As we righteously make our illusions and pursue our goal of grandiosity, we do not suspect that beneath all this is a purely loving mind that is wracked with guilt over what it has done and that yearns to be made whole again.

How wrong are you who fail to hear the call that echoes past each seeming call to death, that sings behind each murderous attack and pleads that love restore the dying world. (T-31.I.10)

Again the Course points out our failure to hear—hear the distress within the attack, the plea within the murderous intent “that love restore the dying world.”

Nothing [in the real world] but calls to you in soft appeal to be your friend, and let it join with you….And you will understand it was this call that everyone and everything within the world has always made, but you had not perceived it as it was. And now you see you were mistaken. You had been deceived by forms the call was hidden in. And so you did not hear it, and had lost a friend who always wanted to be part of you. (T-31.I.8)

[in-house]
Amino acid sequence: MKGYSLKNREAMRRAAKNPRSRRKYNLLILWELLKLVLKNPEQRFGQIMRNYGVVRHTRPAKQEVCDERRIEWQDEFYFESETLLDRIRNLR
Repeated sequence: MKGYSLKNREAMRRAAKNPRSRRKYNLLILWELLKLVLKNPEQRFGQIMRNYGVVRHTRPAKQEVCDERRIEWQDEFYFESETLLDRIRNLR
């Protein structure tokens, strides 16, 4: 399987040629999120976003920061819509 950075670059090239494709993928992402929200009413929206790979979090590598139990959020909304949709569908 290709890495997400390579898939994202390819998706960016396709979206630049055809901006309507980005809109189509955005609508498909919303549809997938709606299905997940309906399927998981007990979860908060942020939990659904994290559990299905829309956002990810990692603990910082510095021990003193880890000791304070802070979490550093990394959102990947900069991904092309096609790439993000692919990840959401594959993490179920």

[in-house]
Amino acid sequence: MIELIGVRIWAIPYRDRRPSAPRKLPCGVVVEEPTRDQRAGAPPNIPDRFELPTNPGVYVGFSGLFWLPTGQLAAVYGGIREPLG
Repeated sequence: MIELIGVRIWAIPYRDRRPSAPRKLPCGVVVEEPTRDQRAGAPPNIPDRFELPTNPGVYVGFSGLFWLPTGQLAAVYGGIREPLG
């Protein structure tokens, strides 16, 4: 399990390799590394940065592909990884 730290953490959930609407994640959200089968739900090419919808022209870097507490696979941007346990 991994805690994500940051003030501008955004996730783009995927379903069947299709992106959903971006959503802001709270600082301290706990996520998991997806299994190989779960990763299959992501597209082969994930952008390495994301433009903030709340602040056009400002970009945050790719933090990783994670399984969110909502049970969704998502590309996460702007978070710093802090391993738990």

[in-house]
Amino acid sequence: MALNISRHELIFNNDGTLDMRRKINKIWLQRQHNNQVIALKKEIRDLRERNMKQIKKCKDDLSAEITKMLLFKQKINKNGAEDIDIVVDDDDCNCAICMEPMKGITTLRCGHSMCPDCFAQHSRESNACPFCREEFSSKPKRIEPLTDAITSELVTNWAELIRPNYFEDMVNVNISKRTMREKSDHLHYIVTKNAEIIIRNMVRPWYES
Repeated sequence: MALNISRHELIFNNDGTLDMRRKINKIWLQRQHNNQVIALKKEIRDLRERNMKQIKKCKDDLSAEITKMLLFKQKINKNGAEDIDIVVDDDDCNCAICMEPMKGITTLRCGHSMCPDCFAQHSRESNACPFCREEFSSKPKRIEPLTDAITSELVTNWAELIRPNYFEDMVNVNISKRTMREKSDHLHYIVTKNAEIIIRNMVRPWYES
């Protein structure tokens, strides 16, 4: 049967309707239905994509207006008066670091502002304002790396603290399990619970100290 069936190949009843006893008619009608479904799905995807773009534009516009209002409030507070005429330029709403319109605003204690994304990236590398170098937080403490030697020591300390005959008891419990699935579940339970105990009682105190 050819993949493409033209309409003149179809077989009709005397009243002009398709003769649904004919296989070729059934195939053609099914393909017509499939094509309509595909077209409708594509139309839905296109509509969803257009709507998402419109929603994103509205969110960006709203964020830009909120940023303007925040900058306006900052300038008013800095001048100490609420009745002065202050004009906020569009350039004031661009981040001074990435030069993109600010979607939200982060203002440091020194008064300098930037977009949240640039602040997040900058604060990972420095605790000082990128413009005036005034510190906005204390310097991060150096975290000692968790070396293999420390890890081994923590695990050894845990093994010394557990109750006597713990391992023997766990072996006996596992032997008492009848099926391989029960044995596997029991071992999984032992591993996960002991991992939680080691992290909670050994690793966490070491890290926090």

This is such a poignant passage. We failed to hear the call that is always echoing around us, in which everyone appeals to be our friend and be allowed to join with us. And so we lost a friend who always wanted to be part of us.

Let us try to hear now. Thinking of your situation:

Can you see that within the attack is distress that rests on error and thus calls for help?
Underneath his merciless attack, can you hear his call for mercy?
Can you hear his call for release from the fearful image he holds of himself as an attacker?
Can you hear, while he pushes you away, his call to join with you in innocence and peace?
Even while he calls for disaster and disunity, can you hear his deeper call for peace and joy?
Can you hear the call that sings behind his murderous attack and pleads that love restore the dying world?
Can you hear, hidden beneath his unfriendly surface call, his soft appeal to be your friend and be allowed to join with you?